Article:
The Go-Betweens: Political Discussion Management Practices on Social Media Among Political Aides—A Comparative Study

Chen Sabag-Ben Porat, Sharon Haleva-Amir


Research on social media political communication with the public has neglected the important role of the intermediate layer. This article bridges the gap to enable an insider reflection on online political discussions between members of parliament (MPs) and the public. Using quantitative questionnaires, this study surveys intermediaries in Israel, Germany, and the United States to examine their political discussion management practices on social media, which indirectly reflect their MPs’ attitudes. Reading and responding to users’ comments, reflect a more tolerant and pro-discussion attitude, while the blocking of users and the deletion of comments reflect censorship and anti-discussion attitudes. Findings expose the political aides’ “deletion paradox,” which differentiates oppositional comments’ deletions, which they disapprove of, from plain comments’ deletion, which is an unavoidable necessity. The two-sided scale, developed for this study, on which each country is situated twice, according to its positive and negative political discussion management practices, reveals that the countries’ positions, on both sides of the scale, are an exact mirror image, the greater the pro-political discussion, the less the anti-political discussion, and vice versa.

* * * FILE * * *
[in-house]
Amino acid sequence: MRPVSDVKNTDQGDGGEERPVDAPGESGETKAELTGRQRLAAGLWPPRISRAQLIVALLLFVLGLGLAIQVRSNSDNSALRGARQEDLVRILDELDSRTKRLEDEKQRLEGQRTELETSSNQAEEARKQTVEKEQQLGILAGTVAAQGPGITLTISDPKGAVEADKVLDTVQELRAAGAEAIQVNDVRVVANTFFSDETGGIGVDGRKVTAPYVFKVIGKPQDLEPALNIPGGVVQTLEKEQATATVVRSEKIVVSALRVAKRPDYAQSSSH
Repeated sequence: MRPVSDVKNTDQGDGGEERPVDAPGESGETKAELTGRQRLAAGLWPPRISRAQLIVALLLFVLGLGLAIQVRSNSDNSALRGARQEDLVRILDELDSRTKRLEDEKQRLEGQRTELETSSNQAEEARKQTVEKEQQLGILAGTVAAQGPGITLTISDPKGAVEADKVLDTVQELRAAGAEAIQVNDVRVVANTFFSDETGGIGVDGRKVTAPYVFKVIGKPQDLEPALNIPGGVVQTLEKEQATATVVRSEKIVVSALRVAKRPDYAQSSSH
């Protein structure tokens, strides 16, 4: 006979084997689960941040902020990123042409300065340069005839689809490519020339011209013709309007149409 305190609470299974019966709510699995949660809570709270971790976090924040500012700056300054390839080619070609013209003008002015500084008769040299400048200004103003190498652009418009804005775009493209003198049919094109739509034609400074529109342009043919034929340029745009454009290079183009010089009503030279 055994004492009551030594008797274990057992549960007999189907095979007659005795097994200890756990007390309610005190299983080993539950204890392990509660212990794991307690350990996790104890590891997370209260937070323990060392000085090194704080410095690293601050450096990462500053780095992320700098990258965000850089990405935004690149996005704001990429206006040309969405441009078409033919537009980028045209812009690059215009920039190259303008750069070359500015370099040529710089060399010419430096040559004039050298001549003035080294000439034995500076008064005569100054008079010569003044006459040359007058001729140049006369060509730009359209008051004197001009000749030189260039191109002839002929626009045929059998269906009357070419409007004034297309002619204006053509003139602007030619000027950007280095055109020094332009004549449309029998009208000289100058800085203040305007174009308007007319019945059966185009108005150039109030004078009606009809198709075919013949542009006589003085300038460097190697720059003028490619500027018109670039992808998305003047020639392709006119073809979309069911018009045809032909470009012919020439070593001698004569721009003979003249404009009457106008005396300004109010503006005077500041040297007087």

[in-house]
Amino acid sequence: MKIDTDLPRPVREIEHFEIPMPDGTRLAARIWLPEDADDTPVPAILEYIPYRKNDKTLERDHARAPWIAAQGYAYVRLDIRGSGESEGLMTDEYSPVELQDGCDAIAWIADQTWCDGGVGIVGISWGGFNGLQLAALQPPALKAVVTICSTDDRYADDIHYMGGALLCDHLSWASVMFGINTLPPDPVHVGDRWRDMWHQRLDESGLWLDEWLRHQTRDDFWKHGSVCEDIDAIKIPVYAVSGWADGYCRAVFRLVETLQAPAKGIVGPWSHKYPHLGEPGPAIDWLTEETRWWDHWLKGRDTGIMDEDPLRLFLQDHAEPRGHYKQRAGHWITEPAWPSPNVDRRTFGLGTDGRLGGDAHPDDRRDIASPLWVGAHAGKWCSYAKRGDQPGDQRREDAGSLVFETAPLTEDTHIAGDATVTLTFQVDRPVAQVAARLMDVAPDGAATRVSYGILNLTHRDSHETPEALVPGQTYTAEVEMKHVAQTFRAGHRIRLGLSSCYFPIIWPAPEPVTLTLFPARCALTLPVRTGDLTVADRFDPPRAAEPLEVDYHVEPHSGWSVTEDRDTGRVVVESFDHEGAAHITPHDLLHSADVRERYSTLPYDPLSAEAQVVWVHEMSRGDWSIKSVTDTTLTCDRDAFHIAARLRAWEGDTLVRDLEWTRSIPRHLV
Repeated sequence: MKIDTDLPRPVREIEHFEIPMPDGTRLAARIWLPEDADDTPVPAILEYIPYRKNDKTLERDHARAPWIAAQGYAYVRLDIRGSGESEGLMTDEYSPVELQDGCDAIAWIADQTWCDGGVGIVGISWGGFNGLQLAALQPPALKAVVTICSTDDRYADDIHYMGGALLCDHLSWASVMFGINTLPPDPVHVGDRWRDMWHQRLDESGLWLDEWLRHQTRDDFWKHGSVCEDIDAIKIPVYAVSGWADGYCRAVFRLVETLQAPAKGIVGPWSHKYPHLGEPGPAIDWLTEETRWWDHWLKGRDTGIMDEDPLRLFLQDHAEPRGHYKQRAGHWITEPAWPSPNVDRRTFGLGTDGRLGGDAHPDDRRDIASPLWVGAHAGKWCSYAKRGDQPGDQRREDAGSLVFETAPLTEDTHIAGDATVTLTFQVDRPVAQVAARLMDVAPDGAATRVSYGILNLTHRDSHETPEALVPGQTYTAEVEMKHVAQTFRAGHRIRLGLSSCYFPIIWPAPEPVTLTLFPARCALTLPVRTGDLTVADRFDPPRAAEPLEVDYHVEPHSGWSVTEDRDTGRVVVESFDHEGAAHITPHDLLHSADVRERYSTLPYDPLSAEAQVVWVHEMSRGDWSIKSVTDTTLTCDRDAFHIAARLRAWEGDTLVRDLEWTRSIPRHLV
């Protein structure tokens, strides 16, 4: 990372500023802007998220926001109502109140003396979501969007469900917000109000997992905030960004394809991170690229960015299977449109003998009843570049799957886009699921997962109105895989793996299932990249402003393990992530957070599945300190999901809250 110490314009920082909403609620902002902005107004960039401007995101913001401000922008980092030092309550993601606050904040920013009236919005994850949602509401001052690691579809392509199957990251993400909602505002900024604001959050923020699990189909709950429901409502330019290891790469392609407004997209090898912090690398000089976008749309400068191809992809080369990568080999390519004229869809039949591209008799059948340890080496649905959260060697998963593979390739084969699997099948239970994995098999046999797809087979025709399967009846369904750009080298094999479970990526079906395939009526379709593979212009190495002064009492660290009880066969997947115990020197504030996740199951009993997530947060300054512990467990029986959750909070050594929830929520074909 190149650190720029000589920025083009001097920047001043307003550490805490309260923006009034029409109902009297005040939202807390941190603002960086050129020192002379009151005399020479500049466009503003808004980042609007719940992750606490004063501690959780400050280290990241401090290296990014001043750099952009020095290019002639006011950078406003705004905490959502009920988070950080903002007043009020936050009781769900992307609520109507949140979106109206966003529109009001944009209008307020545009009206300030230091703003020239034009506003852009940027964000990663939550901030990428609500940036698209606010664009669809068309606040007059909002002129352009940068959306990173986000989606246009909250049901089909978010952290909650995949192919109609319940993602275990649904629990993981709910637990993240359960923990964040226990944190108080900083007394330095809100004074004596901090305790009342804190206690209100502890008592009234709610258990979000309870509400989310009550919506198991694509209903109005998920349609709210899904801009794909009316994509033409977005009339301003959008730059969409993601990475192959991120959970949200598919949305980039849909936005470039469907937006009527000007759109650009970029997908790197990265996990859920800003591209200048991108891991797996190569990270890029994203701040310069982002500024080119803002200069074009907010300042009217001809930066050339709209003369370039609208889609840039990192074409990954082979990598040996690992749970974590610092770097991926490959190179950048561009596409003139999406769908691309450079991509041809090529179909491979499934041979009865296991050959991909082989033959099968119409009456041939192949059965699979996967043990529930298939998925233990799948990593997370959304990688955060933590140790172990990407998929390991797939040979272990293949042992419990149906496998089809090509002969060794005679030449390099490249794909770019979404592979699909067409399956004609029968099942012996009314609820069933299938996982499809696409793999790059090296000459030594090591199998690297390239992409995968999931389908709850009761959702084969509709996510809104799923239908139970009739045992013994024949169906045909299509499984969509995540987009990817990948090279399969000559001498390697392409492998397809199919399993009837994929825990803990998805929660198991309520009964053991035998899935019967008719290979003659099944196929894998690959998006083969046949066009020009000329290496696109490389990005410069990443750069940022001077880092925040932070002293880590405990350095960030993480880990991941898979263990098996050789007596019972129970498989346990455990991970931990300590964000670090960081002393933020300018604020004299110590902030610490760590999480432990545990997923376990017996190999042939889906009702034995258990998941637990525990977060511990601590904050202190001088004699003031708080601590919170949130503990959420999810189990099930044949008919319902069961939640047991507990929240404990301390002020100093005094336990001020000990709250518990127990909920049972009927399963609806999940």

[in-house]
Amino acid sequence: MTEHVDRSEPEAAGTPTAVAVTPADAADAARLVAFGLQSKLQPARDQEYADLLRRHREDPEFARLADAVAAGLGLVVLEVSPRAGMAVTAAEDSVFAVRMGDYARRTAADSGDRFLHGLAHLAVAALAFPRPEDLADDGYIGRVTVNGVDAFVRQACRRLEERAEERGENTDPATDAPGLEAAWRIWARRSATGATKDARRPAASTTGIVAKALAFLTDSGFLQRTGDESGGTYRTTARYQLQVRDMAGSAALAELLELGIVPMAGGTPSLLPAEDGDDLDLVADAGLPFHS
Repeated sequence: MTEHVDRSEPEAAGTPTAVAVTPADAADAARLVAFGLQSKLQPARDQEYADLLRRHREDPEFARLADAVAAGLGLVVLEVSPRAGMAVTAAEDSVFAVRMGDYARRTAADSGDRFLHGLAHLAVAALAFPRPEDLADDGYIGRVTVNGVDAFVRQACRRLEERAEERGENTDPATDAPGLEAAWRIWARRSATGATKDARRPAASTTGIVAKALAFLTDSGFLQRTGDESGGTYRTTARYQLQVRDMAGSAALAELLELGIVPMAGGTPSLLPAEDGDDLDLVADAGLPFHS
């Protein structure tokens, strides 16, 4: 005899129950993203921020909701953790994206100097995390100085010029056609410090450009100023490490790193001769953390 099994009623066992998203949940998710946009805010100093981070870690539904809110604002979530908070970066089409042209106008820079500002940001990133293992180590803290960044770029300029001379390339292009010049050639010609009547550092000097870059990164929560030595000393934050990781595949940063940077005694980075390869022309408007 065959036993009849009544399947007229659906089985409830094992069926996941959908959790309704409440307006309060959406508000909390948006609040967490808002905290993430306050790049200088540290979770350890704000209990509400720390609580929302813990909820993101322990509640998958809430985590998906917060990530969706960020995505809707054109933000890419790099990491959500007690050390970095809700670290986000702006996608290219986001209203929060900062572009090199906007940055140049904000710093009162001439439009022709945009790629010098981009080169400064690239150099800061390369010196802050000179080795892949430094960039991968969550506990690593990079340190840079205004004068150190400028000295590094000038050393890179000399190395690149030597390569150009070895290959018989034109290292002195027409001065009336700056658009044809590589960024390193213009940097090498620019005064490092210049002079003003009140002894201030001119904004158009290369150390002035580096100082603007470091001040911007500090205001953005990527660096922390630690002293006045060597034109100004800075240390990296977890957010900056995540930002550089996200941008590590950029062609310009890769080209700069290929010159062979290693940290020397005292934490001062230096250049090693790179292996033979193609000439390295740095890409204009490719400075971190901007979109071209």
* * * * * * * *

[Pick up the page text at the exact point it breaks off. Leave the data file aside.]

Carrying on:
political discussion, political discussion management, political aides, deletion paradox, social media, comparative research

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